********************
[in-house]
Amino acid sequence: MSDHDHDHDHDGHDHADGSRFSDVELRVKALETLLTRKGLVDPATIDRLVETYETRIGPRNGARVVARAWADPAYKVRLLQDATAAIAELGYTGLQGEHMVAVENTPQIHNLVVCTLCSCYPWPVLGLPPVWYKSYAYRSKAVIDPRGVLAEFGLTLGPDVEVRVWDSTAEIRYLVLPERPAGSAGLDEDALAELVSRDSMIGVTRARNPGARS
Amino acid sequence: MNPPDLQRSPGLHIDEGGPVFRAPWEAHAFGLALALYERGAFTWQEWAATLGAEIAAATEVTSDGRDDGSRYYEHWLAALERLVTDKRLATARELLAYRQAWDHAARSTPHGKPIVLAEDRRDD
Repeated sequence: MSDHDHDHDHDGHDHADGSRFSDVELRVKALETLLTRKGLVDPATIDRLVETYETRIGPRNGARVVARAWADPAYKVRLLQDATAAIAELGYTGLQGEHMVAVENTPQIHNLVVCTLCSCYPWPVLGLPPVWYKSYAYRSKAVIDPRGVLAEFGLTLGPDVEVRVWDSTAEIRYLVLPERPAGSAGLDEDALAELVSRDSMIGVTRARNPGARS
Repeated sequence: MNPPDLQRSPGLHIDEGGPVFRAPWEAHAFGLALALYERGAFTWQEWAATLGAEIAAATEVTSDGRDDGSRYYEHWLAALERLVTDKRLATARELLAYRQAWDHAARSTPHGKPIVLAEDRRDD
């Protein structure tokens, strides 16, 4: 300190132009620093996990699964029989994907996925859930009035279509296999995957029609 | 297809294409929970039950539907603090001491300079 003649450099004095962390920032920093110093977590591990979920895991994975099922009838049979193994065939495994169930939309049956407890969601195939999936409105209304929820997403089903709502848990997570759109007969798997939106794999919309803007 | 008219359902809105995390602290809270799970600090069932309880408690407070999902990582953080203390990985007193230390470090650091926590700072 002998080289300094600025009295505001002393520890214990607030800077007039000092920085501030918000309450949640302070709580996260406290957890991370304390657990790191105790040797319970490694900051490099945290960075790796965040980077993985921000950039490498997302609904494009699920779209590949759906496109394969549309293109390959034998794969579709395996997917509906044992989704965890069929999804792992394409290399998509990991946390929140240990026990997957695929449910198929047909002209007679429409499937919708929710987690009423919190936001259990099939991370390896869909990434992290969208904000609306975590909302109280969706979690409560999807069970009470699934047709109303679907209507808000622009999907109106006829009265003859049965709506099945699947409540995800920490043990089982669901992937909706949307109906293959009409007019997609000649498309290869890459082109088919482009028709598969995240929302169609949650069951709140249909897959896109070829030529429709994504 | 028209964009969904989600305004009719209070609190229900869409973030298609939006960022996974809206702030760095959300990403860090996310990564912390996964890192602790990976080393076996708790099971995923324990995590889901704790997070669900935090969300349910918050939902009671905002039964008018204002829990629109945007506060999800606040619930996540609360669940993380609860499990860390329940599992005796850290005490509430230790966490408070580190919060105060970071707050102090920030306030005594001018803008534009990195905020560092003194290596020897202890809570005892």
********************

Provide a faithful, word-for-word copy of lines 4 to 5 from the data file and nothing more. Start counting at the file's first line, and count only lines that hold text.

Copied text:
Repeated sequence: MSDHDHDHDHDGHDHADGSRFSDVELRVKALETLLTRKGLVDPATIDRLVETYETRIGPRNGARVVARAWADPAYKVRLLQDATAAIAELGYTGLQGEHMVAVENTPQIHNLVVCTLCSCYPWPVLGLPPVWYKSYAYRSKAVIDPRGVLAEFGLTLGPDVEVRVWDSTAEIRYLVLPERPAGSAGLDEDALAELVSRDSMIGVTRARNPGARS
Repeated sequence: MNPPDLQRSPGLHIDEGGPVFRAPWEAHAFGLALALYERGAFTWQEWAATLGAEIAAATEVTSDGRDDGSRYYEHWLAALERLVTDKRLATARELLAYRQAWDHAARSTPHGKPIVLAEDRRDD